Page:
Campus excellence begins with the faculty. It's not just about hiring high-quality professors, but also about maintaining their skills through professional development programs. "I tell our students hiring is job one, two, and three," says John Roueche, director of the Community College Leadership Program (CCLP) at The University of Texas at Austin, a graduate program for community college administrators. "But then you have to do something with them to continue to help them grow and keep them committed to the institution."
With state budgets still in flux and the possibility of more furloughs a continuing threat, professional development can be a way to both boost morale and help faculty as well as staff face the challenges before them. "Unfortunately, travel and staff development seems an easy thing to cut," says Roueche. "The bad news is, organizations either get better or worse based on the will to do so."
Grooming the existing talent on campus is equally important. During the most recent "Key Trends Survey" by the League for Innovation in the Community College, 80 percent of responding CEOs from two-year institutions said they expected a significant number of faculty and staff to retire in the next three years. "With that in mind, it would seem that strong professional development programs would be necessary," says Cynthia Wilson, vice president of learning and research.
Leaders see an investment in an employee's skills as an investment in the institution. And while there is always the risk of faculty moving on to another campus, not everyone worries about training someone else's future stars. "The bottom line is, they like where they are and they want to do better here," says Diane Picciani, director of the Center to Promote Excellence in Teaching and Learning at Delaware County Community College.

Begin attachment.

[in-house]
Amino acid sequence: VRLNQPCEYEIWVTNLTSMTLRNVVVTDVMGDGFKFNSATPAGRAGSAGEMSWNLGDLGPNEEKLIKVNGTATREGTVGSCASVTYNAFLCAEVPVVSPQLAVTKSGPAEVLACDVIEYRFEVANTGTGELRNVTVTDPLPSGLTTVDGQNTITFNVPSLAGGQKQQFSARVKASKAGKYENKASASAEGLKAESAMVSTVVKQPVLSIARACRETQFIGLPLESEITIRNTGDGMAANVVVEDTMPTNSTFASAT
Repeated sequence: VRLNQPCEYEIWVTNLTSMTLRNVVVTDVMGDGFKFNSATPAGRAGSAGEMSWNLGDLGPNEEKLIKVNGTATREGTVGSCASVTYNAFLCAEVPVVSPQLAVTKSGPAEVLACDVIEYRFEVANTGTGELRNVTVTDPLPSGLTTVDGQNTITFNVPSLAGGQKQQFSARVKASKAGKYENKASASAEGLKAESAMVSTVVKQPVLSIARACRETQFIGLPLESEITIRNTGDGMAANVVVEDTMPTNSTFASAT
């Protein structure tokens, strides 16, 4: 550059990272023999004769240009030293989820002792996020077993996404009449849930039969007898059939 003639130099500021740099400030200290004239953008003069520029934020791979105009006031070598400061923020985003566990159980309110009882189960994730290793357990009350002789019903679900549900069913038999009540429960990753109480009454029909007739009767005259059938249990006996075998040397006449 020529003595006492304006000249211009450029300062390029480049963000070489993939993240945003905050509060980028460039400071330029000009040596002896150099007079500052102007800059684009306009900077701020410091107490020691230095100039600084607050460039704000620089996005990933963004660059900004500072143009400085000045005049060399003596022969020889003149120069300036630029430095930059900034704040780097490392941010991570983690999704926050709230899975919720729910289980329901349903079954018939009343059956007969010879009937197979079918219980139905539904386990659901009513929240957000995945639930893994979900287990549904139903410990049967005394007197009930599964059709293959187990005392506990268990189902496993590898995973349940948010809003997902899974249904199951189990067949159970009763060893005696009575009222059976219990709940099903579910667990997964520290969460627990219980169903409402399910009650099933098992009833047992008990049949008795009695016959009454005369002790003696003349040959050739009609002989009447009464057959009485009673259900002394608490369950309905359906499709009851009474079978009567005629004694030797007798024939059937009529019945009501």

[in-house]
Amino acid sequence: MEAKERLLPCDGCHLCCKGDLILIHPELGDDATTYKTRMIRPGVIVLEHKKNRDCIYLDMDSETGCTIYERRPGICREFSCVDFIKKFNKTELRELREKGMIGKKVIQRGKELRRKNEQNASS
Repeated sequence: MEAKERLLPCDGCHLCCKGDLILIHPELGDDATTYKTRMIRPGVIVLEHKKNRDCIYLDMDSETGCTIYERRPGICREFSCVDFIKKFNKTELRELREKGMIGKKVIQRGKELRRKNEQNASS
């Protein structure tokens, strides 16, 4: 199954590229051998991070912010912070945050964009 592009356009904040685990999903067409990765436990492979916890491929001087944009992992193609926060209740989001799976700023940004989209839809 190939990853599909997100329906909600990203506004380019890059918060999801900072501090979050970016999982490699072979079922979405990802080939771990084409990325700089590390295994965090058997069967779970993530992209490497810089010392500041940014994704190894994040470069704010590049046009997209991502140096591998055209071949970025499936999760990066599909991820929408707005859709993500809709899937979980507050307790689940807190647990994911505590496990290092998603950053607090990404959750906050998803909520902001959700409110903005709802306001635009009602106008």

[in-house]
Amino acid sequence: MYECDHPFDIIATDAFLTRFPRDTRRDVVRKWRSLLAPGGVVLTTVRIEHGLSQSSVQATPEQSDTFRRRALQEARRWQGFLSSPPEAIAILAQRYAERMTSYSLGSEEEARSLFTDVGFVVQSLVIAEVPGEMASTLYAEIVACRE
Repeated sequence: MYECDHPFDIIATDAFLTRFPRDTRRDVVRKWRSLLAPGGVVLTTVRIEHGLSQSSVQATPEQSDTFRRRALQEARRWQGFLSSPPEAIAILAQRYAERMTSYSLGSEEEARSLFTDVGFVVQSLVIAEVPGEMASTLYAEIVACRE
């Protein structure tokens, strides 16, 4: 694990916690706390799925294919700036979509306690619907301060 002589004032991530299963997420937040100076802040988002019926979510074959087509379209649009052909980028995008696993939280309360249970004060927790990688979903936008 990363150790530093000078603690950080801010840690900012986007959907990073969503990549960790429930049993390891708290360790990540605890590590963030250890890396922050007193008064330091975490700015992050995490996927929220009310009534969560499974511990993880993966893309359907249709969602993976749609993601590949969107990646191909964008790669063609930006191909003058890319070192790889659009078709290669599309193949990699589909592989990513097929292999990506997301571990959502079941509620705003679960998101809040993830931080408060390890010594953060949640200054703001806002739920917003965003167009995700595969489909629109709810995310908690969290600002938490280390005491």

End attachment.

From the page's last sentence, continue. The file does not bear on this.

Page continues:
Community college faculty especially need to be given the tools necessary to deal with the wide variety of educational attainment, technology skills, and age differences they will encounter with their students. "If we don't orient them, we'll lose them," cautions Evelyn Waiwaiole, director of the National Institute for Staff & Organizational Development (NISOD). Having someone explain how to build a syllabus and engage students in the classroom can go a long way toward ensuring success on both sides of the podium.
"With the emphasis on student success, retention, and completion, there is an increased awareness of the role of effective teaching," says Wilson.
"While motivating students is their job, very few [faculty] are prepared to do that," says Roueche. "This is not the time to be reducing efforts to help people get better."
Helping faculty get better is what led DCCC leaders to team with Temple University (Pa.) on a professional development program. At DCCC, there was a desire to provide opportunities to faculty that wouldn't require travel, says Picciani. Meanwhile, leaders at Temple were developing a 'teaching in higher education' certificate for their graduate students, not only to improve their skills while at Temple, but to make them more marketable after they graduate, explains Pamela Barnett, associate vice provost and director of Temple's Teaching & Learning Center.
It was a logical step to convert the certificate program into something that would work for existing faculty and offer it on the DCCC campus. "We wanted to make sure we were covering functional topics that would translate to the classroom," says Picciani, adding that community college issues are a focus.
"Most of us leave grad school without learning about learning," says Barnett. Although the curriculum has been customized to DCCC's needs, Barnett says it covers topics every educator needs, such as dealing with increasing enrollment and making a large class "small." "The goal is to help people learn about how people learn, and promoting student learning by using best teaching practices," she says. "We're getting ready to work with Montgomery County Community College (Pa.) in the fall and they want to look at the scholarship of teaching and learning." Besides improving their teaching skills, participants get to meet people from across campus outside their departments.